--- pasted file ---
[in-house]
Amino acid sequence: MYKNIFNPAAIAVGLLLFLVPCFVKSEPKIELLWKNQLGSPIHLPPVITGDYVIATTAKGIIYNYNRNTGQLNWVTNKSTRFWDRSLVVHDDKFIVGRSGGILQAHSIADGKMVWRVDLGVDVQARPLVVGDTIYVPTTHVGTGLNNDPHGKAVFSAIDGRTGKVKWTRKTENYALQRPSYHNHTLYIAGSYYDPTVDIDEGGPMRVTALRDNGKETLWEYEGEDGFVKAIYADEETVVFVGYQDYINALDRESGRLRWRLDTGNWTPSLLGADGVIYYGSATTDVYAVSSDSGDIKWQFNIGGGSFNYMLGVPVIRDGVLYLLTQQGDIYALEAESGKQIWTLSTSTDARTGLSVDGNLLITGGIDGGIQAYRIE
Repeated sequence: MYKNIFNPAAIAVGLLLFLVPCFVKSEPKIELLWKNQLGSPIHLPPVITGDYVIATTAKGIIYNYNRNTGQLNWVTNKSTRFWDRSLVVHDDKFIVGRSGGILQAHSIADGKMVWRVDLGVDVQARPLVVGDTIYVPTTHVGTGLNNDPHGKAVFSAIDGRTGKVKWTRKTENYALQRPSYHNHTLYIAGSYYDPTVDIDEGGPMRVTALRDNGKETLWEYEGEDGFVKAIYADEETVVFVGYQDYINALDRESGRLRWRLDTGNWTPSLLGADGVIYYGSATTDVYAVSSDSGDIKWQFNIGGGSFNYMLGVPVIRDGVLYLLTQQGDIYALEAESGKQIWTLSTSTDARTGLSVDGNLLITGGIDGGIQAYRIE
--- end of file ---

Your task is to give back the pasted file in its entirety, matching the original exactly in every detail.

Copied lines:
[in-house]
Amino acid sequence: MYKNIFNPAAIAVGLLLFLVPCFVKSEPKIELLWKNQLGSPIHLPPVITGDYVIATTAKGIIYNYNRNTGQLNWVTNKSTRFWDRSLVVHDDKFIVGRSGGILQAHSIADGKMVWRVDLGVDVQARPLVVGDTIYVPTTHVGTGLNNDPHGKAVFSAIDGRTGKVKWTRKTENYALQRPSYHNHTLYIAGSYYDPTVDIDEGGPMRVTALRDNGKETLWEYEGEDGFVKAIYADEETVVFVGYQDYINALDRESGRLRWRLDTGNWTPSLLGADGVIYYGSATTDVYAVSSDSGDIKWQFNIGGGSFNYMLGVPVIRDGVLYLLTQQGDIYALEAESGKQIWTLSTSTDARTGLSVDGNLLITGGIDGGIQAYRIE
Repeated sequence: MYKNIFNPAAIAVGLLLFLVPCFVKSEPKIELLWKNQLGSPIHLPPVITGDYVIATTAKGIIYNYNRNTGQLNWVTNKSTRFWDRSLVVHDDKFIVGRSGGILQAHSIADGKMVWRVDLGVDVQARPLVVGDTIYVPTTHVGTGLNNDPHGKAVFSAIDGRTGKVKWTRKTENYALQRPSYHNHTLYIAGSYYDPTVDIDEGGPMRVTALRDNGKETLWEYEGEDGFVKAIYADEETVVFVGYQDYINALDRESGRLRWRLDTGNWTPSLLGADGVIYYGSATTDVYAVSSDSGDIKWQFNIGGGSFNYMLGVPVIRDGVLYLLTQQGDIYALEAESGKQIWTLSTSTDARTGLSVDGNLLITGGIDGGIQAYRIE